Back in the day when I had four babies that had to be sleeping by 7 p.m. to avoid major meltdown and were awake at 6 a.m. every single day, I didn’t know there was something called “school vacation” or just how beautiful it really is. Now that all the kids stay up until at least 8 p.m. and have a concept of sleeping in, the benchmark of a great morning is staying in our jammies past 8:04 a.m., the time we leave each morning to go wait for the school bus.
Last week was jam-packed with wrapping up all things Christmas related before the “holiday” (because you can’t call it Christmas in public school) break. It also was an exercise in learning to roll with the punches. Tuesday night was a 6:30 p.m. Community School Showcase that featured Kaitlin and Alli’s Jazz Jam dance class. But it also featured Paige in her first-ever school performance, a Christmas pageant (she goes to a Christian pre-school) made up completely of three and four year olds. Paige made her angelic debut at 7 p.m. so it was with quite a bit of planning and shuffling that we managed to get at least one parent to both performances. Every 4-year-old was in costume. There were angels, a star, wise men, sheep, a donkey, Mary and Joseph. The kids that weren’t in the nativity got to dress up as “a choir” and wore cute purple robes. They practiced for weeks to get their songs just right and Paige was very intent on getting the lyrics correct. She over-emphasized each syllable to the point that she appeared to be singing with a mouth full of gravel. The choir kids sang “O come let us adore Him” to a faster tempo than the kids in the nativity scene resulting in a cacophony of noise somewhat resembling a round. It was pricelessly sweet.
We tucked four tired but happy kids into bed only to be woken up around midnight by Kaitlin barfing her brains out. Poor kid vomited nine times in six hours then spiked a fever. She was horizontal all day and my very busy Wednesday schedule was automatically cleared. Katie’s fever prevented her from going to school on Thursday, the day her class had a mini-party planned, and my heart broke for her as she cried over all the festivities she was missing due to illness. She did manage to finish her home-made gift and card at school on Friday. Her sweet note read, “Dear Parents, I love you and you are a joy to my heart. Thank you for all the presents. Merry Christmas to you. You are so cool and I love how you take good care of me. Love, Katie.”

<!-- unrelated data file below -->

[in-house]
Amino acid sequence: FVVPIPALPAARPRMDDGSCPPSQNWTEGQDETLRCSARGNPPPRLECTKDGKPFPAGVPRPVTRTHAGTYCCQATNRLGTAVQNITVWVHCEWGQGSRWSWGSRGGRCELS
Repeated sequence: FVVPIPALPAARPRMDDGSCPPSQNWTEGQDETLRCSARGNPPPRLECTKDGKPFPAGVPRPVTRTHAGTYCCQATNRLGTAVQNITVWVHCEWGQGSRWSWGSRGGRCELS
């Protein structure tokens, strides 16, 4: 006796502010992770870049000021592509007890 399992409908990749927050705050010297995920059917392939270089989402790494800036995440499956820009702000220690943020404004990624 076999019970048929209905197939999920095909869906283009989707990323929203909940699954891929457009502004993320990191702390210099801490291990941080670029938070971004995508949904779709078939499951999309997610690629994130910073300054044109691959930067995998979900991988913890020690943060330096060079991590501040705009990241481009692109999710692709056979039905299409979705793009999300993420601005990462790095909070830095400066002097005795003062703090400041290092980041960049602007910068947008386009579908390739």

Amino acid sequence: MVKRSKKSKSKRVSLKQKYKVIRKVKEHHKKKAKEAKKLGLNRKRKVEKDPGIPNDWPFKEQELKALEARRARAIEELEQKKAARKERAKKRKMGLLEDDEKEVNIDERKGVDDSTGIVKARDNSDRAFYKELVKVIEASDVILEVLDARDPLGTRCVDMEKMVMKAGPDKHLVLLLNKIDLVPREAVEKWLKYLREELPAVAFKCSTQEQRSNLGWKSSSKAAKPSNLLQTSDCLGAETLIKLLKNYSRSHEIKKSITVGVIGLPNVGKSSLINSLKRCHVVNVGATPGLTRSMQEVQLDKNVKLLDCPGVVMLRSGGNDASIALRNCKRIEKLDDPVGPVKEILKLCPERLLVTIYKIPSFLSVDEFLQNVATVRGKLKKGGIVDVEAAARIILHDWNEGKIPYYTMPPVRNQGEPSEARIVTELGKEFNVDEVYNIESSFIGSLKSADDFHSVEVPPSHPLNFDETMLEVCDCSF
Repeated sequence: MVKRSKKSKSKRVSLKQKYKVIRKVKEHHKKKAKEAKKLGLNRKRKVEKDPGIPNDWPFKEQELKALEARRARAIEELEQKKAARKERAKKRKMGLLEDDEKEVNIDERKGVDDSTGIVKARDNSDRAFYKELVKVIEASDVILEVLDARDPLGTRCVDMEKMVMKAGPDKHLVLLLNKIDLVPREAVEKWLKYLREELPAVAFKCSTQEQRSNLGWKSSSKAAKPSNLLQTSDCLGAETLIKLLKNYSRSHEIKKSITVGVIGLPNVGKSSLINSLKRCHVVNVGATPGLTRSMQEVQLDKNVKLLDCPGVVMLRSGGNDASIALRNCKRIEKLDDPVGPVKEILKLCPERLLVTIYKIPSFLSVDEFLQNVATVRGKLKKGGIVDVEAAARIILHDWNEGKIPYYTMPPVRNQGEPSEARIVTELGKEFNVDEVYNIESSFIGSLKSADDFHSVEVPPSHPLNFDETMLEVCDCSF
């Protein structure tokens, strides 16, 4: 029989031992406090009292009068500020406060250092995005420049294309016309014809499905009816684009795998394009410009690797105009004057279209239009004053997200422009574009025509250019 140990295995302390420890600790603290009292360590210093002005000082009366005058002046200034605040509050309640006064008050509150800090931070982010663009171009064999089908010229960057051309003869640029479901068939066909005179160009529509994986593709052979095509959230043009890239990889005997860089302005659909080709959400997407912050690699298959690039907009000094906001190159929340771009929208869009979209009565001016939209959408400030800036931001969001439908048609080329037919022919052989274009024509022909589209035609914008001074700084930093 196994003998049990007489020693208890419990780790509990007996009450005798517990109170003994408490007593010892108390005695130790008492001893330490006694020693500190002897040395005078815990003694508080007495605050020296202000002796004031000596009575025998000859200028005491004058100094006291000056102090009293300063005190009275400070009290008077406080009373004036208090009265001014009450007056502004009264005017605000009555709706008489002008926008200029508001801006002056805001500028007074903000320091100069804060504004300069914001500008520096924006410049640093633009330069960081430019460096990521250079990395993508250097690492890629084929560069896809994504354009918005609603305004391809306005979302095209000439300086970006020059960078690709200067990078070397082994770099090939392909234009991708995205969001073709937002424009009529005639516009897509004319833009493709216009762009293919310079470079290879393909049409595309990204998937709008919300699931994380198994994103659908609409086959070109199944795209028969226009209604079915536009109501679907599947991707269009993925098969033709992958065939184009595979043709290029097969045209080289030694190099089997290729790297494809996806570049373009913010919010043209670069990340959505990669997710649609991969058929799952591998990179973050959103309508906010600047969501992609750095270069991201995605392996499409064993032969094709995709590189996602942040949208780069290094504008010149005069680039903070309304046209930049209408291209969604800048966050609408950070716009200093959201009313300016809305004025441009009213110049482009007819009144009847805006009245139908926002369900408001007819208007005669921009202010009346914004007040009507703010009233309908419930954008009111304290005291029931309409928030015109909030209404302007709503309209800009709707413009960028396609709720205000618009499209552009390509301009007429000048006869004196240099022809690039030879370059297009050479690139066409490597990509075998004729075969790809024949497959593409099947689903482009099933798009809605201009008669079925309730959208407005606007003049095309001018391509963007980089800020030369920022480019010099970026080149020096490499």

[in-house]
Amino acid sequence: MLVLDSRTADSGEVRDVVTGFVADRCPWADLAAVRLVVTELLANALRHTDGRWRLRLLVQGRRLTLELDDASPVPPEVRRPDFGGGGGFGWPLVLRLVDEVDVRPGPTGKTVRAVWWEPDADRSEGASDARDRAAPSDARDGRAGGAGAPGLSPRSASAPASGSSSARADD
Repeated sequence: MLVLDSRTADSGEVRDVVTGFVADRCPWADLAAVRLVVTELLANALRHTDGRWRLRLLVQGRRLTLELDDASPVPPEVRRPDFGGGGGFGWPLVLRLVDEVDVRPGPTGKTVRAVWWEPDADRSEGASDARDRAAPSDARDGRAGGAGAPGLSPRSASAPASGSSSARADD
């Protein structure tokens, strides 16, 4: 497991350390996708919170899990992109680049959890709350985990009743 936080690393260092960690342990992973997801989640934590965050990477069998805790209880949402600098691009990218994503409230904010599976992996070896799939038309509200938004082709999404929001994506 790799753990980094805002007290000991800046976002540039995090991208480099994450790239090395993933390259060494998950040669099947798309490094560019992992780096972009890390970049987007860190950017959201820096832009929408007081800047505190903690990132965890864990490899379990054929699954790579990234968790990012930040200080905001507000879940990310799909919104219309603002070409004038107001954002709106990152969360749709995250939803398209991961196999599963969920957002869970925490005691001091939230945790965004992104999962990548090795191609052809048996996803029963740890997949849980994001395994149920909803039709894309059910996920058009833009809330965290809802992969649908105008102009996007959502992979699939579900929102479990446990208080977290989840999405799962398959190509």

We thought we were in the clear health-wise, so we hosted our house church Christmas party on Thursday night. Kids and adults had a blast and we tucked four tired but happy kids into bed much later than usual only to be woken up in the middle of the night by Grant barfing his brains out. Poor kid vomited every twenty minutes from 2 to 4:30 a.m. then spiked a fever. Like Katie, he was horizontal all day and my very busy Friday schedule was automatically cleared. I wanted to cry with Grant over all the fun activities we both missed due to illness: Alli’s first-grade class party and an all-school sing-along assembly featuring the entire student body performing the dance to Thriller for the staff. Grant promised to give us a private performance when he felt better. I think it might be time to dig out the video camera and hold him to his promise!
We proactively cancelled our plans for a mountain snow day on Saturday which ended up being a good idea since Alli got hit by the virus on Saturday morning. Even the dog was under-the-weather and spent Saturday curled up in a ball ignoring food. We skipped church on Sunday to avoid spreading germs and spent the entire weekend coloring, watching movies and football, napping, making photo books on the computer, sanitizing everything in sight, and cuddling. Not exactly what we had planned, but surprisingly fulfilling.
Everyone appears to be healthy now, but just in case I’m holding out for another day to start my holiday baking. The kids planned a “party” for this morning and I overheard Grant laying out the rules for his sisters last night before bed. “When you get up in the morning, if you see the light on in the play room, go to the play room. If the light in the play room is off, check for a light in my room. If my light is off, go back to bed and keep checking for me to wake up. Once I’m up, we’ll start the party. We’ll eat breakfast, stay in our jammies and then watch a movie.” So that’s what all four of them are doing, wrapped in blankets and sacked out in their jammies well past the time when they would have been on the school bus. Paige, who has no concept of time and is eating breakfast at 9:45 a.m., just hollered up the stairs, “Do I have school today?” Now that’s what I call Christmas break!